For today’s education ministers, then, the emergence of AI and growth of digital data represent an unprecedented opportunity. It is also an enormous ethical and logistical challenge. Unregulated, AI deployment and data collection carry enormous risk. Personalization programmes, for example, work by harvesting the data of their users. They can collect an extraordinary wealth of data on learners, from their vital statistics, to their learning performance, behaviours and even physical location.
As the use of such technology expands, it is generating unprecedented amounts of data on learners around the world. Governments and tech companies have a commensurate responsibility to make sure that this data isn’t misused or mislaid. The growing number of public and private stakeholders involved in data collection and analysis of learners raises enormous ethical concerns. As does putting the delivery of learning in the hands of AI-powered programmes.
Education ministries should therefore ensure sufficient regulation and standards exist to protect the right to privacy of learners – in particular children and young people. International law and standards set out three basic tests on mass digital data collection: necessity, proportionality and legality. In other words, EdTech should not be able to collect more data than what’s required to complete the learning specific task it’s designed for. The gathering of that data should be proportionate to the intervention required. And it should be subject to procedural safeguards and effective, independent oversight.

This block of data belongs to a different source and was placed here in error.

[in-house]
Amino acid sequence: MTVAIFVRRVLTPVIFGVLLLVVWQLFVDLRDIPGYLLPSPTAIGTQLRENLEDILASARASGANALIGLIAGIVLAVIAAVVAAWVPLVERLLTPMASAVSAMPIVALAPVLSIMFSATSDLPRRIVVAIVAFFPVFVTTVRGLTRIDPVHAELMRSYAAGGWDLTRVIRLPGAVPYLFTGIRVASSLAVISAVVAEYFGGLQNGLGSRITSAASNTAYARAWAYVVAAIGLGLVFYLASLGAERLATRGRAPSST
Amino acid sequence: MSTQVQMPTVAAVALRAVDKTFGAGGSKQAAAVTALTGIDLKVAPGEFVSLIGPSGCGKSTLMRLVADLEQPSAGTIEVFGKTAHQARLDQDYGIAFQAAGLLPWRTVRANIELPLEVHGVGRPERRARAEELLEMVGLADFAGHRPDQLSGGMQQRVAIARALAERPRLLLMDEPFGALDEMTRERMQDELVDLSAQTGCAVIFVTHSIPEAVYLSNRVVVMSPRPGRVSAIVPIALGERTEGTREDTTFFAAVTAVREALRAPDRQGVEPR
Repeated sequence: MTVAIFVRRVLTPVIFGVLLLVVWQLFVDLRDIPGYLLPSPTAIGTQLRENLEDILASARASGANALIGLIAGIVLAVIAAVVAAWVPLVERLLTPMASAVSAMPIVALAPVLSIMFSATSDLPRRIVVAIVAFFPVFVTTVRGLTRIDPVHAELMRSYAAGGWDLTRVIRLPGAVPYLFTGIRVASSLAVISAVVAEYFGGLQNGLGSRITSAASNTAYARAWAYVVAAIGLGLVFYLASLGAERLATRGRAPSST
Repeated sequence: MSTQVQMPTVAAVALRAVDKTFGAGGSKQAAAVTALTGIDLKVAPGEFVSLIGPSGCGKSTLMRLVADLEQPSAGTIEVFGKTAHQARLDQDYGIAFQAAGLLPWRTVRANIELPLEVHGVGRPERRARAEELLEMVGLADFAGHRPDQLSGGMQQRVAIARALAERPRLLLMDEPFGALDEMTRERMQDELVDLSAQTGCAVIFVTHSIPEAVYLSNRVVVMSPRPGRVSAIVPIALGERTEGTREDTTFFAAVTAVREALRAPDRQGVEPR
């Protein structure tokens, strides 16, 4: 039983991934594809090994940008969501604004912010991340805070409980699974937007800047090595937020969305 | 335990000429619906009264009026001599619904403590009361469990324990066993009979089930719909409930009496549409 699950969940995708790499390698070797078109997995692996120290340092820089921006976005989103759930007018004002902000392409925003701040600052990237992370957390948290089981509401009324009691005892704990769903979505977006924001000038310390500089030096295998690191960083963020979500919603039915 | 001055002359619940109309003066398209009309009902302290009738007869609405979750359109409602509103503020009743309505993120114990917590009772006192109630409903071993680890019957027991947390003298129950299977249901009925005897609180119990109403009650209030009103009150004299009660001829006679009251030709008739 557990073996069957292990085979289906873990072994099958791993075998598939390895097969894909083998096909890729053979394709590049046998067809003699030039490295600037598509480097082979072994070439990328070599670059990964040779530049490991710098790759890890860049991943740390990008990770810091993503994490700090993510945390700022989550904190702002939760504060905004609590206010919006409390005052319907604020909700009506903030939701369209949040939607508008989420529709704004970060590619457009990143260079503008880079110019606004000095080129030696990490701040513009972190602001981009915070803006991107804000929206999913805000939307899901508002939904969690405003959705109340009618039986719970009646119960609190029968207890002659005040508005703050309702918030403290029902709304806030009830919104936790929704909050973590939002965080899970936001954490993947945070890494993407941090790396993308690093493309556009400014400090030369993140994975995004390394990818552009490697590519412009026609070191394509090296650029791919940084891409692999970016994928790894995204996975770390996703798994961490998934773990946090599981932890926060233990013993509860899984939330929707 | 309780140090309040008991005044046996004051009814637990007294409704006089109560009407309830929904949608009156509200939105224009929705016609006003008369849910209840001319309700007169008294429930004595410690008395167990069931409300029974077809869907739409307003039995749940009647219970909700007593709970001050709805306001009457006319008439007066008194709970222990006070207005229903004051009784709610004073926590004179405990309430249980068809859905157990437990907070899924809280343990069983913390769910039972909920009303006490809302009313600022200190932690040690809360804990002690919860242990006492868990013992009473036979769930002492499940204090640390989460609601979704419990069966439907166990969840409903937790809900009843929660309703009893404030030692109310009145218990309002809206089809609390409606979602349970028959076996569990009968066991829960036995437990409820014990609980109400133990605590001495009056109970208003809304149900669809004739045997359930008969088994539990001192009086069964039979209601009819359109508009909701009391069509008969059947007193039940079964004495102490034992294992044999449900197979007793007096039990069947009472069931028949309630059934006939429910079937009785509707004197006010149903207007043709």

Learners should have the protection of the law against arbitrary interference with their privacy. At a minimum, this should mean that tech companies cannot collect more data than is needed. They should not be able to retain it beyond reasonable limits. Nor should they be able to convey or sell such data on to other companies or governments.
It can take a long time for an education reform to reach the classroom from the cabinet office. In practice, however, most education ministers have little idea what these reforms actually accomplish. OECD countries adopted no less than 450 education reforms between 2008 and 2014. Just 10% were evaluated for their impact.
Many education ministers come into office with big changes in mind. But they have little information about how their strategies are playing out from day to day in classrooms around the country. By the time that such systematic data on learning outcomes does become available, such as through national examinations, it’s often too late to change anything. As one EdTech expert told the Atlantis Group:
“Every time an education system has attempted to redesign its curriculum they would assume that it’s a long term-solution. But in reality, things are changing fast. We need to make curricula adaptive.”